Montanans have a tradition of bringing the highest quality agricultural goods to market, and I will work hard to maintain this tradition. I believe that the appropriate labeling of food can be an effective tool to ensure consumer safety and awareness. Labels should be clear and concise.

    In a time where food safety is of the utmost importance, accurate labeling will inform consumers and hold producers accountable. That is why I pushed for country-of-origin labeling for food in the recent Farm Bill, and continue to press for its proper implementation.

    Thank you again for taking the time to share your thoughts and opinions with me. It’s always great to hear from folks back home. If you have any further questions about this matter or about anything else of importance to you, please feel free to contact me.

    With best personal regards, I am

    Senator Max Baucus “

  2. Catherine says:

    Here is my opinion, concerning Sen. Baucus’ response quoted above:

    In my opinion, he’s being as vague as the language in the bill. For example:

    — The bill defines a food production facility in section 3, “Definitions” as “any farm, ranch, orchard, vineyard, aquaculture facility, or confined animal-feeding operation.” The use of the word ‘any’ is very open-ended, and allows just about anything to be included, such as home gardeners and organic producers.

    — And Baucus says “[the act] is not intended to create additional barriers to organic and family farmers.” It’s the ‘not intended’ that is open-ended here; that is, just because the intent is thus and so, doesn’t mean someone couldn’t argue a different meaning than the original intent. This is done all the time when interpreting the constitution.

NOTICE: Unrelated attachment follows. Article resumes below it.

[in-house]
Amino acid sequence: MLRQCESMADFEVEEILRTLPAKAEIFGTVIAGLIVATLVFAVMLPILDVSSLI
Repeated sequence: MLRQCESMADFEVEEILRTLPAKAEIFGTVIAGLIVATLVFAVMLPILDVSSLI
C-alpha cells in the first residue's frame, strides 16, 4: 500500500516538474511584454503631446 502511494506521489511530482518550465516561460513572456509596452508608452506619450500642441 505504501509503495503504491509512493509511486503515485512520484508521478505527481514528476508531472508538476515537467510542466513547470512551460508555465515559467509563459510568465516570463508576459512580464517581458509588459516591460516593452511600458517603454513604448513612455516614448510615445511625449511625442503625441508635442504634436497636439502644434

So, like most politicians, he’s not declaring his stance, but could be waiting to see what he can get in exchange for his vote.

    Tester is typically more forthcoming; it will be interesting to see what response he gives.

  3. Catherine says:

    And here’s the response from Jon Tester, to Stephanie’s letter:

    Dear Stephanie:

    Thank you for contacting me with your concerns about food safety legislation currently before Congress.

    I believe in strong food safety protections. Recent failures such as meat recalls and salmonella contamination in peanut products call attention to the pressing need for improved oversight of food processing plants.

    However, some of the record-keeping and product-tracking provisions proposed in recent legislation would create undue burdens on Montana family farmers and ranchers without improving food safety. What works for a large corporate farm somewhere else may not make sense for a small organic producer in Montana.

    I will continue to work hard with my Senate colleagues to make sure consumers are protected by strong food safety standards, from production to processing to consumption. As food safety legislation comes before the Senate, be assured that I will keep your views in mind. Please do not hesitate to contact me again if I can be of further assistance.


    Jon Tester

  4. […] me, this offers a far better solution to the problem than the Food Safety billsbeing considered by our […]